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Israel Accuses Soviet Union of New Outburst of Stuermer-type Anti-semitism

March 4, 1968
See Original Daily Bulletin From This Date

Charges of the revival in the Soviet Union of a “terrifying recrudescence” of what was described as “Stuermer-like anti-Jewish propaganda.” made in the United Nations Human Rights Commission by the representative of Israel, stirred angry debate in that body Friday, including three attempts by the Soviet and Ukrainian representatives to deny the floor to the accuser.

The charges were made by Dr. Shabtai Rosenne, who said this anti-Jewish propaganda was manifest in “a certain part of the world which has a long tradition of bigotry and anti-Semitism.” He charged further that it was being spread with “unconcealed official encouragement and through official governmental public information media, especially the official press.” Dr. Rosenne’s demand for action by the commission was supported by Sir Samuel Hoare of Britain and was denounced by the Soviet and Ukrainian representatives as “slanderous” and as “anti-Soviet fabrications.” The Soviet representative also accused Israel of trying to lay down a smokescreen over violation of human rights he said Israel had committed against the Arabs in Israel and the territories occupied by Israel.

(The Washington Post said editorially Friday that “evidence mounts that a fearful wave of repression is sweeping across the Soviet Union” and that Jews are among groups singled out. The newspaper noted that “particularly since the Arab-Israeli war. Soviet Jews have felt another surge of officially sanctioned anti-Semitism.”)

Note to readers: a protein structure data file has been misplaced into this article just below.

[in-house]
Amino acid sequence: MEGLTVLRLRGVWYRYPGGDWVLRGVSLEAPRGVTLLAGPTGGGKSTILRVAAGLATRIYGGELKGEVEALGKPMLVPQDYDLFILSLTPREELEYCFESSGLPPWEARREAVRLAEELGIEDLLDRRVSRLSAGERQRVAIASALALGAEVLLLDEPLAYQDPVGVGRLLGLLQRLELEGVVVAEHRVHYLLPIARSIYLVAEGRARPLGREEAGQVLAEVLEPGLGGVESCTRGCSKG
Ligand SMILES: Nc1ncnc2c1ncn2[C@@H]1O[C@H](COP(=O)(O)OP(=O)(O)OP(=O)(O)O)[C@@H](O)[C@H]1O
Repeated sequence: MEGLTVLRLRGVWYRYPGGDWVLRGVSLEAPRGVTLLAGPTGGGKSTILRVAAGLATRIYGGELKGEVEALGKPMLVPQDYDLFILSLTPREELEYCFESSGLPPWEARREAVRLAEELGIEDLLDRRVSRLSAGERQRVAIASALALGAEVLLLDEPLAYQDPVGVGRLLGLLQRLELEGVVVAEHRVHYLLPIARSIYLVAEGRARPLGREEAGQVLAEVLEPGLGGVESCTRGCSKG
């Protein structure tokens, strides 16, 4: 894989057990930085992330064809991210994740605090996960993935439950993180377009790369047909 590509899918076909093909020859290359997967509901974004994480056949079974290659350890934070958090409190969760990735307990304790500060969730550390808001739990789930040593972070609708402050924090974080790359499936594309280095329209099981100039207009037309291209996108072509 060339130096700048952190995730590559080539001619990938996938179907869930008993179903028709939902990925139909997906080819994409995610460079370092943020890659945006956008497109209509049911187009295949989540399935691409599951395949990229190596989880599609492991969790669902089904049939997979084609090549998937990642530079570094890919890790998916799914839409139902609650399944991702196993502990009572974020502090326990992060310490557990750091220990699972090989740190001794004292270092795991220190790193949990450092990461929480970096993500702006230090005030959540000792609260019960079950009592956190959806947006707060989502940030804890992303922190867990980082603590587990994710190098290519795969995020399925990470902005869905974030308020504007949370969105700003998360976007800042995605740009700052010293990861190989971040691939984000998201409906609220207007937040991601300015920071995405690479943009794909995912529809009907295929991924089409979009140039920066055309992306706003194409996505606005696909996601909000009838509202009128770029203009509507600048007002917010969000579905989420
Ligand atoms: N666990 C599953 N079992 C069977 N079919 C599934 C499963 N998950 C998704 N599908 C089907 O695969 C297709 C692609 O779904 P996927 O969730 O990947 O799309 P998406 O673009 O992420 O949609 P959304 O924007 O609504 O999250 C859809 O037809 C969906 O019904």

Dr. Rosenne said Israel was not satisfied that the Sub-commission on Prevention of Discrimination and Protection of Minorities had devoted sufficient attention to the protection of minorities. He warned that the “seeds for serious international difficulties” were present unless action was taken soon. He expressed concern at the trend of discrimination and anti-Jewish incitement in the Soviet Union, which, he said, was manifested by the rehabilitation of Trofim Korneyevich Kichko of the Ukraine, who, some years ago, had been prevented by authorities from continuing his “hate propaganda.” According to some reports, Kichko was a Nazi collaborationist during World War II, Dr. Rosenne added.

Dr. Rosenne said that Kichko, who had been “quietly suppressed” in 1963 after having published a book entitled “Judaism Without Embellishment,” had recently reappeared with articles published in the Ukrainian press alongside others whose writings recalled the “evil production” of Julius Streicher. publisher of Der Stuermer. He called the renewed publication of Kichko’s writings a trend which the Israeli Government regarded “seriously.”

Dr. Rosenne declared that Israel believes the situation of the Jews in the Soviet Union is “so grave that it will soon warrant appropriate action by this commission, if that time has not already come.”

“Surely the aspiration of the peoples of the Soviet Union to be acknowledged everywhere as a peace-loving and progressive nation demands a policy more respectful of the dignity of the Jews in the Soviet Union and of Jews everywhere,” he said. He said the Israel Government hoped that the Soviet Union this year would “inaugurate a final and permanent revision” of its policy toward Jews, thereby eliminating the necessity for Israel to raise the matter again in the United Nations.

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